Scopes that do not have a parallax adjustment have internal corrections at shorter distances. Shotgun scopes and rifle scopes are interchangeable. On shotgun scopes without adjustments, the parallax is set at either 60 or 75 yards. On rifle scopes without adjustments, the parallax is set at either 100 or 150 yards.

Sometimes the parallax adjustment is referred to as a side focus or fine focus. This is technically incorrect. Scopes with a parallax adjustment have a very narrow depth of focus so when the corrections are made, the reticle and the target are placed on the same focal plane. A positive side effect of this is that the target or object becomes a sharper image.

How To Prepare a Scope for Adjust Parallax 
Before you can adjust the parallax adjustment, you need to make sure the diopter of the scope is properly adjusted. To do this, loosen the locking ring on the bell or eyepiece of the scope. Set the parallax adjustment to infinity while the eyepiece is in the middle of its travel. While looking through the scope at a clear sky or white wall, adjust the eyepiece until the reticle is in focus. Do this in small increments. Once the reticle is in focus, tighten the locking ring to keep it in place.

It is important to remember that once your eyepiece or diopter is set, it should be left alone. This does not mean that if you adjusted the diopter 10 years ago, it would never need to be adjusted. As your eyes change, the diopter might need to be adjusted.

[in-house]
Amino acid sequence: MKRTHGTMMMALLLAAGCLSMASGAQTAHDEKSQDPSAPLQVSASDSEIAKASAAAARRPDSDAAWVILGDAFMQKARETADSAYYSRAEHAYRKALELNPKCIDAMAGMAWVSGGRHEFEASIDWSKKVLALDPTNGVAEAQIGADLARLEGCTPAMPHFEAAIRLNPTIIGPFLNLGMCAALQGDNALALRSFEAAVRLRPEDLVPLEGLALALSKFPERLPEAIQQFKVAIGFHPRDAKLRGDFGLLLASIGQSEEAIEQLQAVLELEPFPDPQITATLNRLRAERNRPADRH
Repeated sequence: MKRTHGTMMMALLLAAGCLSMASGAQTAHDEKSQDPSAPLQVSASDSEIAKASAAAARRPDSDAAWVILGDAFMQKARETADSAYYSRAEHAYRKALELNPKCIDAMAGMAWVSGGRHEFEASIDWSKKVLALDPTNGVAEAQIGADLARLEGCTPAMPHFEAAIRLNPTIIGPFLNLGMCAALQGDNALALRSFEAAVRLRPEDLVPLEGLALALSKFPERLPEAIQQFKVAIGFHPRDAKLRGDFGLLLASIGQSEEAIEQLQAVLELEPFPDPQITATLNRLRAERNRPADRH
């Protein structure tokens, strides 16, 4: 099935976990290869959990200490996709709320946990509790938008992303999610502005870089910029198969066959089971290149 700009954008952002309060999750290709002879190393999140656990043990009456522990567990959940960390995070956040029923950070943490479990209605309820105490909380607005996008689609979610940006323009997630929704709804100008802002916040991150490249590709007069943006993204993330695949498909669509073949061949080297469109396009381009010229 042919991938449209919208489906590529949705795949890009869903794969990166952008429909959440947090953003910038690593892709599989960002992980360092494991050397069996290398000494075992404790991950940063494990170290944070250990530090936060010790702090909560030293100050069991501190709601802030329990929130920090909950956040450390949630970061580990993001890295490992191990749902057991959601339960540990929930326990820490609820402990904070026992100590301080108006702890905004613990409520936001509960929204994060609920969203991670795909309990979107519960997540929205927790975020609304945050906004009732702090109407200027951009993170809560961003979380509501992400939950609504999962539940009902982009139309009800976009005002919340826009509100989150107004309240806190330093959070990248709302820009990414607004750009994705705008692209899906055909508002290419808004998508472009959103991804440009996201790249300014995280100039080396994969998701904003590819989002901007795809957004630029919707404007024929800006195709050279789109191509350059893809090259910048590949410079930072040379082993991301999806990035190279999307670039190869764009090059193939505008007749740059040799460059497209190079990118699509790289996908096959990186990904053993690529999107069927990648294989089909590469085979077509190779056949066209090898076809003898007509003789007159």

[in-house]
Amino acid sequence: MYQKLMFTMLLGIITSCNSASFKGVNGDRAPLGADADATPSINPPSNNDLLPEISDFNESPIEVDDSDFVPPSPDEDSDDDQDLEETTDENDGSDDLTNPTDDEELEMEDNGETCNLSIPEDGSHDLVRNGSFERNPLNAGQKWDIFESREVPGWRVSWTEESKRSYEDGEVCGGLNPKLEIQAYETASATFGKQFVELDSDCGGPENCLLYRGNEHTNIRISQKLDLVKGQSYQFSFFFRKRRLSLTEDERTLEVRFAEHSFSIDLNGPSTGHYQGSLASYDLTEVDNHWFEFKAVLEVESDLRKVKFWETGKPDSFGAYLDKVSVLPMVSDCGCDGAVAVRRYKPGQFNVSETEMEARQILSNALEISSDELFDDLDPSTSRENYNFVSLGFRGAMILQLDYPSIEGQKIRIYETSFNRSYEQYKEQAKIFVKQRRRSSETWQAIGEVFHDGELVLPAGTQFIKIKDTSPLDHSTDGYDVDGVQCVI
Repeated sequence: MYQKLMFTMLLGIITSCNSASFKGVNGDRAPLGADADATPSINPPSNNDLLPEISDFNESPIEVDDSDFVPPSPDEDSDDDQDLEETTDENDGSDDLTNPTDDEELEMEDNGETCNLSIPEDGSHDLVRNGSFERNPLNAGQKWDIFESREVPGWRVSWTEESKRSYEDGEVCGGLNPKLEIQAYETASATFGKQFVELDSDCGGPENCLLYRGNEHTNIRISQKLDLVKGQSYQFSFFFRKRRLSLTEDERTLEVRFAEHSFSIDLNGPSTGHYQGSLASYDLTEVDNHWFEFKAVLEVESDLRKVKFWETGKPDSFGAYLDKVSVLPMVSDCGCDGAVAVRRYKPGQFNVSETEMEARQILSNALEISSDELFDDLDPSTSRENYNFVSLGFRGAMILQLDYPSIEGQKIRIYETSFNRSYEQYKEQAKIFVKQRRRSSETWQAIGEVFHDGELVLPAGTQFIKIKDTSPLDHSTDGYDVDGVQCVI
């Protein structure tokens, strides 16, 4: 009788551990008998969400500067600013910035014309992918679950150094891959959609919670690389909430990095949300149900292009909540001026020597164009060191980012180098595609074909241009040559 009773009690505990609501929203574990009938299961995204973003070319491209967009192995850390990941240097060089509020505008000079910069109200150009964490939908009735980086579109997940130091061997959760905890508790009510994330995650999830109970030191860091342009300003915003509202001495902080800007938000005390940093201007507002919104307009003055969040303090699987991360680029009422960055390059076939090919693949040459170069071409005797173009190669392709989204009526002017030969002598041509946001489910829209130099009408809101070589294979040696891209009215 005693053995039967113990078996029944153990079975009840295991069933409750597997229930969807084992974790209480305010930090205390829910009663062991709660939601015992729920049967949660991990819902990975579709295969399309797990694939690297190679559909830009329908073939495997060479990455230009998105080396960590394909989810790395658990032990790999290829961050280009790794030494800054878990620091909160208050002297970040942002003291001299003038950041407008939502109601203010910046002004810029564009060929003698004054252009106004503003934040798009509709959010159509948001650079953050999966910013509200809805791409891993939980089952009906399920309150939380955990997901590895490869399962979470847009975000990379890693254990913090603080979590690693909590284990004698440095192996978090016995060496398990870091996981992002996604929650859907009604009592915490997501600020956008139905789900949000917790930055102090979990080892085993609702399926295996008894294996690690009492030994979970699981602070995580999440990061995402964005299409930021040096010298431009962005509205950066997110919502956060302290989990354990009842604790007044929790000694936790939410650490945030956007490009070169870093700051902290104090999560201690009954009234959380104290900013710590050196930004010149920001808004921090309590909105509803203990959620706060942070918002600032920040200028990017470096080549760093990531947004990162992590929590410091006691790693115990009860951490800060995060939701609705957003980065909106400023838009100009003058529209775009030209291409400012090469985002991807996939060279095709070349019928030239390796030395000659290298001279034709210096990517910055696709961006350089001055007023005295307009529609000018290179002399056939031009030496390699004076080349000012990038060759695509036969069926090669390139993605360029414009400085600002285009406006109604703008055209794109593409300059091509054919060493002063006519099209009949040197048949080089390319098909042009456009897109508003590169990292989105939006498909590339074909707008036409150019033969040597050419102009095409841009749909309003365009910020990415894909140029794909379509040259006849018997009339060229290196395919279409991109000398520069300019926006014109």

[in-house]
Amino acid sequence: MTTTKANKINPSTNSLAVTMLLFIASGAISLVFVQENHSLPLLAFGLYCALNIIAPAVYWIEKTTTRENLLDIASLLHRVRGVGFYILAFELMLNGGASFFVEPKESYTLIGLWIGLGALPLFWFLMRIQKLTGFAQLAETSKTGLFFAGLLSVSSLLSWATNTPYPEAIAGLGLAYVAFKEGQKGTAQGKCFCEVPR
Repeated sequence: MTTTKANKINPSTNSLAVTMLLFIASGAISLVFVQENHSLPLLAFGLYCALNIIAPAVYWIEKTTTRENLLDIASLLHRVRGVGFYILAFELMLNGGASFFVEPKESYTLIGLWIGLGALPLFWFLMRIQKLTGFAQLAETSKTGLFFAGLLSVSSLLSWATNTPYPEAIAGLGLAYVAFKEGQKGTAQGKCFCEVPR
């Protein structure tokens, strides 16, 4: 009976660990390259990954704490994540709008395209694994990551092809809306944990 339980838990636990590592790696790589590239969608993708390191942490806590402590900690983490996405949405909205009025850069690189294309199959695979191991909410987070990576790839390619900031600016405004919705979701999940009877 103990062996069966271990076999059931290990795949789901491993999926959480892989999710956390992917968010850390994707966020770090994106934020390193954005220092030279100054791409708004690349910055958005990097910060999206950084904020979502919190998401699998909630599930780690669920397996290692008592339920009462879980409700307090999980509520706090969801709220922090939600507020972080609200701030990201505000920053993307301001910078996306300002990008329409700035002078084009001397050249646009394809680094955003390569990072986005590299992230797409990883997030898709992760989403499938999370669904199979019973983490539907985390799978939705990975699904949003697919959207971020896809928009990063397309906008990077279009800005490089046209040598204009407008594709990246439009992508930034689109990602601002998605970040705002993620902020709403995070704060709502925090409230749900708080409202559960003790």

How To Adjust Parallax 
The first thing you need to do is range your target. This can be done with any rangefinder. Of course, the more accurate the rangefinder, the more precise your parallax adjustment will be. Most parallax adjustments are the 50-yard, 75-yard, or 100-yard increments. Your reticle and target should now be on the same focal plane.

The problem shooters make is adjusting the eyepiece instead of the parallax when the target is out of focus. If your parallax is set at 250 yards and the object you are looking at is at 450 yards, your parallax needs to be adjusted. If you adjust the eyepiece instead of the parallax adjustment, you increase the parallax and the distance your bullet will be off mark.

Is Parallax Adjustment Important
Is parallax adjustment important? That is a hard question to answer. It really depends on what the shooter expects out of his or her projectile. It also depends on what activity the shooter is engaged.

If you are a short- or long-range target shooter, parallax correction might mean the difference of winning or losing a competition. How much parallax is considered a factor in a competition depends on the course. In other words, are you shooting for score, shooting steel plates, or shooting for time.

Most hunters shoot at game animals less than 350 yards. The kill area of a whitetail deer is 9 inches in diameter. What this means is that if you are aiming at the center of a whitetail deer’s kill zone and parallax throws your point of impact off by 1 inch to 1 ½ inches, the outcome should come out the same—a successful hit and a recoverable animal.